WNA Blog




Wed 7 Apr 2021

Run Better to Avoid Injury, it’s all in the Breathing!

Health & Wellbeing
For many amateur runners, there is little thought given to how we breathe when running.

But that should not be the case.

Often inexperienced runners will not have a pattern to their breathing, in comparison, a more experienced runner will synchronise their breathing efficiency and pacing.

Studies have shown that one of the greatest points of impact while running happens when the foot strike coincides with the start of an exhalation (Bramble, D., PhD, and Carrier, D., PhD).

Long time running coach, four-time Olympic Trials qualifier and author of Running on Air, Brad Coates, theorised that if you begin to exhale every time your right foot hits the ground, the right side of the body will continually suffer the greatest stress when running.

So how should we breathe when we run?

Leanne & Fitness Tips Say:

Rhythmic Breathing

Rhythmic breathing is very important for staying injury-free. When running, our foot hits the ground with a force of impact equal to two to three times our body weight, typically at the beginning of our exhalation. This happens because as we exhale the diaphragm relaxes, creating less stability in our core. So here we have the greatest impact occurring at a point of reduced core stability… the perfect storm for injury.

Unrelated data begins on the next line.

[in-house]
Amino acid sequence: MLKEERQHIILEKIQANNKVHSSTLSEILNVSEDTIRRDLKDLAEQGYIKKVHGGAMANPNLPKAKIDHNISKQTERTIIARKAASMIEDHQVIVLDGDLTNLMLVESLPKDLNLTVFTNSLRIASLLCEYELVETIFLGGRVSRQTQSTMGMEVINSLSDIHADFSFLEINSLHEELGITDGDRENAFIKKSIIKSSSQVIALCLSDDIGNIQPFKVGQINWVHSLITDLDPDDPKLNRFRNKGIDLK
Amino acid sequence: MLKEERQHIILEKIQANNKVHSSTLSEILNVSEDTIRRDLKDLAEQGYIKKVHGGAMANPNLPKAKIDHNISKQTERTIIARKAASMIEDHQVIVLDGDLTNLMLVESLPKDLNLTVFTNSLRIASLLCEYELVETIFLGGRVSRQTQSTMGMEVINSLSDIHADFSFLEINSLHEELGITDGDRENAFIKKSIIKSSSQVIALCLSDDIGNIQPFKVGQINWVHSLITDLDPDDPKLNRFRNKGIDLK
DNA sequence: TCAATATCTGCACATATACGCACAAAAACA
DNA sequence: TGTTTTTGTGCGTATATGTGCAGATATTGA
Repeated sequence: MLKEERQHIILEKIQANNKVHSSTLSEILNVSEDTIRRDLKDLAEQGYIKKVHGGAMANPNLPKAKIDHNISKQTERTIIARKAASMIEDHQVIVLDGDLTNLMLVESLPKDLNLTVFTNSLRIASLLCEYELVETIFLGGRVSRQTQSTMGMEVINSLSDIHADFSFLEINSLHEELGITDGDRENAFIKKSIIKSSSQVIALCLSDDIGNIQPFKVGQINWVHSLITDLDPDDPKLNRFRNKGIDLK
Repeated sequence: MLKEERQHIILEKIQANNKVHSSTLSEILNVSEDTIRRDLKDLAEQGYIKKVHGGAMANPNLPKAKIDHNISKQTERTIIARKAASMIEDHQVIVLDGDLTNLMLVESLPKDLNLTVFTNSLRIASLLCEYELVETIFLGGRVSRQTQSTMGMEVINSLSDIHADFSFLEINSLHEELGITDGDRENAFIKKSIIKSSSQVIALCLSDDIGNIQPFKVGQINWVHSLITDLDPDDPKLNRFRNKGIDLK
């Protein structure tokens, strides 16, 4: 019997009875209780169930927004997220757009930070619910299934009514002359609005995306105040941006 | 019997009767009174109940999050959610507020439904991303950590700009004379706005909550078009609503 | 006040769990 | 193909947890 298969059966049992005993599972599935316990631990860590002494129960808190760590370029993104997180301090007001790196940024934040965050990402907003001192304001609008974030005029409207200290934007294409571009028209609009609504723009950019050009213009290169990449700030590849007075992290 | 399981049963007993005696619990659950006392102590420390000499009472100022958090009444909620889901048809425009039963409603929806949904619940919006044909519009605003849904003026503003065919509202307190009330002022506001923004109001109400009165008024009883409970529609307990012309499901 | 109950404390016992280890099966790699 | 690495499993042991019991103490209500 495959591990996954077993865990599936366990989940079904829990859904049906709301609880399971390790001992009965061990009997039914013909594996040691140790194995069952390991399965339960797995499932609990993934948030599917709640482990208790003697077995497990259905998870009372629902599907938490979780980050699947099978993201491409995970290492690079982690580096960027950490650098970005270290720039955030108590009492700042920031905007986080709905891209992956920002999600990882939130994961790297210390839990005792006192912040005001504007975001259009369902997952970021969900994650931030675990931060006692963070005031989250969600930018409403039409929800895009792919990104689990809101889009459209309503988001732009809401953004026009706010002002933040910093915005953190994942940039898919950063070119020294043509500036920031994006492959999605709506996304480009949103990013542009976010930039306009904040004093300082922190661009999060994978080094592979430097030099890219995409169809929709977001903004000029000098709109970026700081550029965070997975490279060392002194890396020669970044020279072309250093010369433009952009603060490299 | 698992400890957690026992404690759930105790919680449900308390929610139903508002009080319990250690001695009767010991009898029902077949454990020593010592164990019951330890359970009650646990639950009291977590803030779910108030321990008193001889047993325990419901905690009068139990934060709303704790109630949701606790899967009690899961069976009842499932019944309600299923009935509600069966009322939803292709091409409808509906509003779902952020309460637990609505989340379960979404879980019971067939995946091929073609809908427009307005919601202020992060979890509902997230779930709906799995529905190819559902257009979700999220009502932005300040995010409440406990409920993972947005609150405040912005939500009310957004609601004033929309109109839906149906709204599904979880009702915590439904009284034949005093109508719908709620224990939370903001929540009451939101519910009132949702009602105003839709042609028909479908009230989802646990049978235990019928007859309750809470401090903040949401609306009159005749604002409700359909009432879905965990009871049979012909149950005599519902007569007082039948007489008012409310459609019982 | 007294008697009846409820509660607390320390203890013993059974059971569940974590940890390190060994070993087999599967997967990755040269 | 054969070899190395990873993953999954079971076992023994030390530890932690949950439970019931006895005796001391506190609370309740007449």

Coates developed a method to combat this repetitive unilateral impact. He trains runners to breathe in odd patterns instead of even. For example, on an easy run you would breathe in for three strides and out for two, thereby alternating the pattern of foot strikes, exhalation and inhalation keep you injury-free.

Attention to Breathing – Mindfulness

Attention to our breath has always been an important part of Eastern philosophy. Taoism and other Eastern philosophies teach that to breathe fully is to live fully. In Hinduism, yoga teaches breathwork. The work of breathing draws life giving force into the body. This is possible by doing diaphragm breathing or ‘belly’ breathing. When you inhale, contract the diaphragm fully to allow maximum volume into the chest. This allows for maximum expansion of the lungs and maximum intake of air. This is the same as rhythmic breathing. Drawing the breath into the body in a controlled, focused breath and out again in the same manner.

This can be accomplished when running. First, aim to achieve focus and centeredness of your mind, and fitting your breathing in an optimal foot strike pattern. When you have perfected this awareness of breath, your mind and body both link and create a smooth pathway to understand the effort of your running. Learn to ‘belly’ breathe and fill your lungs to maximum capacity and exhale slowly. Train your mind and your breath to exhale on alternate foot strikes as you run.

With a little practice and some focused breath work, you will be on your way to injury-free running!


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